Crops Analysis (VIP) -- October 3, 2012

October 3, 2012 09:46 AM


Price action: Corn futures improved to choppy trade around midday and the market remained in a similar posture into the close. Futures settled 1 1/2 to 2 1/4 cents lower through the July contract, while deferred months were roughly 1 to 3 cents higher.

Fundamental analysis: Corn futures faced pressure overnight and this morning, but around midday, a rebound in soybeans returned some bargain buying interest to the corn market. Hedge pressure is easing now that half the crop out of the field and the market remains concerned about tight supplies.

Ideas the crop may be "less bad" than expected was an early source of pressure, as was news Monsanto expects 2013 corn plantings to again top 96 million acres. But this doesn't change the fact that stocks are tight. Steady to firmer Gulf basis levels today confirms such ideas.

Technical analysis: December corn futures didn't stray far from yesterday's close, leaving near-term support and resistance intact at the September low of $7.05 and Monday's high of $7.68 1/2, respectively.

Hedgers: 100% sold on 2012-crop in the cash market -- 90% for harvest delivery; 10% for March 2013 delivery. Also, Dec. $6.50 put options, which were purchased on 40% of 2012-crop for 31 1/2 cents, are held as a crop insurance hedge.

Cash-only marketers: 75% sold on 2012-crop -- 50% for harvest delivery; 10% for March 2013 delivery; and 15% for May 2013 delivery.




Price action: Soybean futures finished well off session lows but could only muster a mixed close. Soybean futures settled 1 cent lower to as much as 13 cents higher in far-deferred contracts. Meal and soyoil futures mildly favored the upside on the close.

Fundamental analysis: After facing active followthrough selling early, soybean futures staged a late-morning rally amid ideas the downside has been overdone. But buying interest was limited late by a sharp plunge in crude oil futures and seasonal pressure from active harvest progress. Soybean yields are generally "better than expected" and FC Stone raised its soybean crop estimate more than traders anticipated.

Some bargain buying also entered the market today. But it's going to take more than bargain pickers for the market to put in a definitive short-term low. Many traders are waiting on China to reenter the export market, which would signal prices have fallen far enough. USDA announced China purchased 21,000 metric tons of U.S. soyoil, which is unusual and likely says more about the availability of soybeans than anything.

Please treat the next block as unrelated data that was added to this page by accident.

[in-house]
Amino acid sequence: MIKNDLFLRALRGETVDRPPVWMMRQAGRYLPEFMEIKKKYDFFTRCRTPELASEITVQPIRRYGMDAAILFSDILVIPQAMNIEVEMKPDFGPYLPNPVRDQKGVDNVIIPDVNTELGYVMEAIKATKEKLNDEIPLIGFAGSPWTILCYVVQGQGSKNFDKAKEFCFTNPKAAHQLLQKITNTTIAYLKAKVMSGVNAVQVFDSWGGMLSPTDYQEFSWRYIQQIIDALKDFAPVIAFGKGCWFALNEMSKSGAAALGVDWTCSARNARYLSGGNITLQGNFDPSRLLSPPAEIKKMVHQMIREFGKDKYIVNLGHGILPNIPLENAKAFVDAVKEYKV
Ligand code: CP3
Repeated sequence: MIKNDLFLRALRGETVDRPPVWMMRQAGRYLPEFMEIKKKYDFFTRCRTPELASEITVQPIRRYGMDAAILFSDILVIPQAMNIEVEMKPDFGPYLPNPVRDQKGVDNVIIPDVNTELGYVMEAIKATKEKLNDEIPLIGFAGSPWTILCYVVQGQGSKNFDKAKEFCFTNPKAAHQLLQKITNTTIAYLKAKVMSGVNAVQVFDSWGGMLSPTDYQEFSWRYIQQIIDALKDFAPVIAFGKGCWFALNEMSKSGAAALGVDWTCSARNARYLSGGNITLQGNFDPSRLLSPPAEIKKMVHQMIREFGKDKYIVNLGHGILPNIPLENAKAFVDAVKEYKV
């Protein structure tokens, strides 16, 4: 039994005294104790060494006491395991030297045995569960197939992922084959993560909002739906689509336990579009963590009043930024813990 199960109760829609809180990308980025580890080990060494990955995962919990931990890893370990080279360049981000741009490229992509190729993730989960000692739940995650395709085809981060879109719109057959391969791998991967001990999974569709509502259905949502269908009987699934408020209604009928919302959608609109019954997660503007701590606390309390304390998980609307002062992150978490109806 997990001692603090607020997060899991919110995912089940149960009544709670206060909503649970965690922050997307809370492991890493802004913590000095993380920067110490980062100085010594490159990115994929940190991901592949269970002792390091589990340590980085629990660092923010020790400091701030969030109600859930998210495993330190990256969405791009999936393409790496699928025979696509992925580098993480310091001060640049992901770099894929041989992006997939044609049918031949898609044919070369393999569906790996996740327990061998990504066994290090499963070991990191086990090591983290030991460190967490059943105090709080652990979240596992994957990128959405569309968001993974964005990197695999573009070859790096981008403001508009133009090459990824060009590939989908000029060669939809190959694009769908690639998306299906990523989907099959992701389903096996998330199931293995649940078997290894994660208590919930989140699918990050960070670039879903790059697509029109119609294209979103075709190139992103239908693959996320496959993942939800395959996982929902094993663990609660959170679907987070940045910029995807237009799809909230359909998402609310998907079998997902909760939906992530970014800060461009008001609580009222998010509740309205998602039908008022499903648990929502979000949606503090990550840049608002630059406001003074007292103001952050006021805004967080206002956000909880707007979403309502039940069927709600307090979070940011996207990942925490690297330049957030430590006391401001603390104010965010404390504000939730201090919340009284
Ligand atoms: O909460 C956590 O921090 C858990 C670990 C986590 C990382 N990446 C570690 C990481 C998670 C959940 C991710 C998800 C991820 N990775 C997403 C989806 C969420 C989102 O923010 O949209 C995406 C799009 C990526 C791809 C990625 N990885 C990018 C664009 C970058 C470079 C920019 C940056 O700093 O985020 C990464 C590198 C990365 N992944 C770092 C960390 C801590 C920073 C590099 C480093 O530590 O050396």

Technical analysis: The 9-day Relative Strength Index signals November soybean futures are mildly oversold at just under 30%. That helped trigger a corrective bounce after the contract completed a 50% retracement of the rally from the June low to the all-time high. The July 5 gap from $14.93 to $14.78 is key near-term support. A drop through that level would point to a 62% retracement of the rally around $14.53.

Hedgers: 100% sold on 2012-crop in the cash market for harvest delivery. The Nov. $14.00 put options purchased for 42 3/8 cents on 25% of 2012-crop should be held as a crop insurance hedge.

Cash-only marketers: 75% sold on 2012-crop production for harvest delivery.




Price action: Wheat futures improved to mixed trade in late-morning trade. Chicago and Kansas City futures ended mixed, while Minneapolis futures ended slightly higher.

Fundamental analysis: Early pressure in the wheat pit was tied to spillover from soybeans and a lack of fresh news, but as soybeans firmed around midday, wheat followed suit. Traders also view Egypt's purchase of 240,000 metric tons of French and Argentine wheat as supportive as it signals Black Sea-origin wheat supplies have tightened considerably. But the sale also reminds the market that U.S. wheat is not as competitive on the global market, which limited buying in wheat futures.

Traders are also keeping an eye on the weather, which is a mixed bag. Recent rains are encouraging planting of winter wheat in the U.S., but recent warmer and drier conditions in areas of Russia and Ukraine are hampering winter wheat establishment.

Technical analysis: December Chicago wheat ended mid-range and in the lower quarter of the long-lasting consolidation range. Key support lies at the bottom of the range at $8.49 1/4. If this level is violated, it would open significant downside risk, with the next landing area the bottom of the early July gap area at $8.15. Initial resistance is at last week's high of $9.07 1/4.

Hedgers: 75% cash sold on 2012-crop in the cash market.

Cash-only marketers: 75% of 2012-crop production is sold.




Price action: Cotton futures saw a choppy day of trade, but nearby contracts rallied into the close to finish 24 to 33 points higher. October 2013 cotton ended 53 points lower, with far deferreds up 38 points.

Fundamental analysis: Strength in the U.S. dollar index weighed on cotton futures this morning, but futures saw late short-covering to result in a high-range close. Otherwise, with little fresh news available and China celebrating a national holiday this week (contributing to a lack of fresh news), another choppy day of trade is likely tomorrow unless the weekly export sales data is supportive.

Technical analysis: December cotton managed to pull off an upside day of trade on the daily chart, but it has a lot of work ahead to return to resistance at the August high of 77.49 cents. Initial support lies at this week's low of 70.22 cents and extends to the July low of 69.40 cents and then the contract low of 64.61 cents set in June.

Hedgers: 50% priced on expected 2012-crop production via cash forward contract for harvest delivery.

Cash-only marketers: 50% priced on expected 2012-crop production via forward contract for harvest delivery.


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